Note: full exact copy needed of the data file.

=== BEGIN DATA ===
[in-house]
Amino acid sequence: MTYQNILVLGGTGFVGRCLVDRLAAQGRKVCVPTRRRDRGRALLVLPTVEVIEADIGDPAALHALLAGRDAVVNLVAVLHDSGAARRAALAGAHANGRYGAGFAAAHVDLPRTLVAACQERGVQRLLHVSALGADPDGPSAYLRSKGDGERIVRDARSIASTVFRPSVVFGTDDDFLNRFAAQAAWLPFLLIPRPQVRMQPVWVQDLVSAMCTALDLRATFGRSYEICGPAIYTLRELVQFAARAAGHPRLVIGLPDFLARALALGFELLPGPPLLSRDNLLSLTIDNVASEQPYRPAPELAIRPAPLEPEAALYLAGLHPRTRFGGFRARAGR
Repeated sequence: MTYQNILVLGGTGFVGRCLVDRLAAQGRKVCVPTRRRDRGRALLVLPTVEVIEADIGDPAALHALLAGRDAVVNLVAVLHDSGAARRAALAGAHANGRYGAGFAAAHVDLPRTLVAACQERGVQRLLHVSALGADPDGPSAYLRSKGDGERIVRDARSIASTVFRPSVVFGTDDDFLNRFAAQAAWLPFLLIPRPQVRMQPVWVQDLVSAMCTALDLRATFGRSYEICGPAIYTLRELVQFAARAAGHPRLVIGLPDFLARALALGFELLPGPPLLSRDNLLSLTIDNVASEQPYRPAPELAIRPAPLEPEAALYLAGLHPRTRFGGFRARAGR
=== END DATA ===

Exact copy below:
[in-house]
Amino acid sequence: MTYQNILVLGGTGFVGRCLVDRLAAQGRKVCVPTRRRDRGRALLVLPTVEVIEADIGDPAALHALLAGRDAVVNLVAVLHDSGAARRAALAGAHANGRYGAGFAAAHVDLPRTLVAACQERGVQRLLHVSALGADPDGPSAYLRSKGDGERIVRDARSIASTVFRPSVVFGTDDDFLNRFAAQAAWLPFLLIPRPQVRMQPVWVQDLVSAMCTALDLRATFGRSYEICGPAIYTLRELVQFAARAAGHPRLVIGLPDFLARALALGFELLPGPPLLSRDNLLSLTIDNVASEQPYRPAPELAIRPAPLEPEAALYLAGLHPRTRFGGFRARAGR
Repeated sequence: MTYQNILVLGGTGFVGRCLVDRLAAQGRKVCVPTRRRDRGRALLVLPTVEVIEADIGDPAALHALLAGRDAVVNLVAVLHDSGAARRAALAGAHANGRYGAGFAAAHVDLPRTLVAACQERGVQRLLHVSALGADPDGPSAYLRSKGDGERIVRDARSIASTVFRPSVVFGTDDDFLNRFAAQAAWLPFLLIPRPQVRMQPVWVQDLVSAMCTALDLRATFGRSYEICGPAIYTLRELVQFAARAAGHPRLVIGLPDFLARALALGFELLPGPPLLSRDNLLSLTIDNVASEQPYRPAPELAIRPAPLEPEAALYLAGLHPRTRFGGFRARAGR